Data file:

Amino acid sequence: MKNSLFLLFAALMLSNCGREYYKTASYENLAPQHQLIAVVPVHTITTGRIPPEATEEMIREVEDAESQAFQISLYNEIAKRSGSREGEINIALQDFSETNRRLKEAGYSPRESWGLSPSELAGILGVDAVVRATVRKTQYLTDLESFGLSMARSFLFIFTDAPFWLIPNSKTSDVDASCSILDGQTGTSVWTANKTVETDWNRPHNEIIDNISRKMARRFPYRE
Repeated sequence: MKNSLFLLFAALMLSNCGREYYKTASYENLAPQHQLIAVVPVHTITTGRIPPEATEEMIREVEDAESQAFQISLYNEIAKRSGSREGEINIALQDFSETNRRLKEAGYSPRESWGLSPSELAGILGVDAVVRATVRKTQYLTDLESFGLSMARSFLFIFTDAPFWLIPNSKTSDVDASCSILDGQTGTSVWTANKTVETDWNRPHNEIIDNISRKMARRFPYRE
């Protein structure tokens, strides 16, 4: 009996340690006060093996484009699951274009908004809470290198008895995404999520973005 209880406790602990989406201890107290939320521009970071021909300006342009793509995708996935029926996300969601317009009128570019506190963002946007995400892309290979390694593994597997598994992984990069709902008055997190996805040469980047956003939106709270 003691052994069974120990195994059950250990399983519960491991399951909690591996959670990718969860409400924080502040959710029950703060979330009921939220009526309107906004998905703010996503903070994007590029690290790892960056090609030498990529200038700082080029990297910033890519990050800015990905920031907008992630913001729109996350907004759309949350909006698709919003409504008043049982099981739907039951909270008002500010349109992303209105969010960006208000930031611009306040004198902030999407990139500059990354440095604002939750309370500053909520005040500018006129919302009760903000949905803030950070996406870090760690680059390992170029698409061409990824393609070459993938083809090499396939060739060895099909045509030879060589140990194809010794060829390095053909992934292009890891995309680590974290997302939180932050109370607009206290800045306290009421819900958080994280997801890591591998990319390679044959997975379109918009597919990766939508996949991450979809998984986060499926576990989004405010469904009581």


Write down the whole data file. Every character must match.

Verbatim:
Amino acid sequence: MKNSLFLLFAALMLSNCGREYYKTASYENLAPQHQLIAVVPVHTITTGRIPPEATEEMIREVEDAESQAFQISLYNEIAKRSGSREGEINIALQDFSETNRRLKEAGYSPRESWGLSPSELAGILGVDAVVRATVRKTQYLTDLESFGLSMARSFLFIFTDAPFWLIPNSKTSDVDASCSILDGQTGTSVWTANKTVETDWNRPHNEIIDNISRKMARRFPYRE
Repeated sequence: MKNSLFLLFAALMLSNCGREYYKTASYENLAPQHQLIAVVPVHTITTGRIPPEATEEMIREVEDAESQAFQISLYNEIAKRSGSREGEINIALQDFSETNRRLKEAGYSPRESWGLSPSELAGILGVDAVVRATVRKTQYLTDLESFGLSMARSFLFIFTDAPFWLIPNSKTSDVDASCSILDGQTGTSVWTANKTVETDWNRPHNEIIDNISRKMARRFPYRE
């Protein structure tokens, strides 16, 4: 009996340690006060093996484009699951274009908004809470290198008895995404999520973005 209880406790602990989406201890107290939320521009970071021909300006342009793509995708996935029926996300969601317009009128570019506190963002946007995400892309290979390694593994597997598994992984990069709902008055997190996805040469980047956003939106709270 003691052994069974120990195994059950250990399983519960491991399951909690591996959670990718969860409400924080502040959710029950703060979330009921939220009526309107906004998905703010996503903070994007590029690290790892960056090609030498990529200038700082080029990297910033890519990050800015990905920031907008992630913001729109996350907004759309949350909006698709919003409504008043049982099981739907039951909270008002500010349109992303209105969010960006208000930031611009306040004198902030999407990139500059990354440095604002939750309370500053909520005040500018006129919302009760903000949905803030950070996406870090760690680059390992170029698409061409990824393609070459993938083809090499396939060739060895099909045509030879060589140990194809010794060829390095053909992934292009890891995309680590974290997302939180932050109370607009206290800045306290009421819900958080994280997801890591591998990319390679044959997975379109918009597919990766939508996949991450979809998984986060499926576990989004405010469904009581």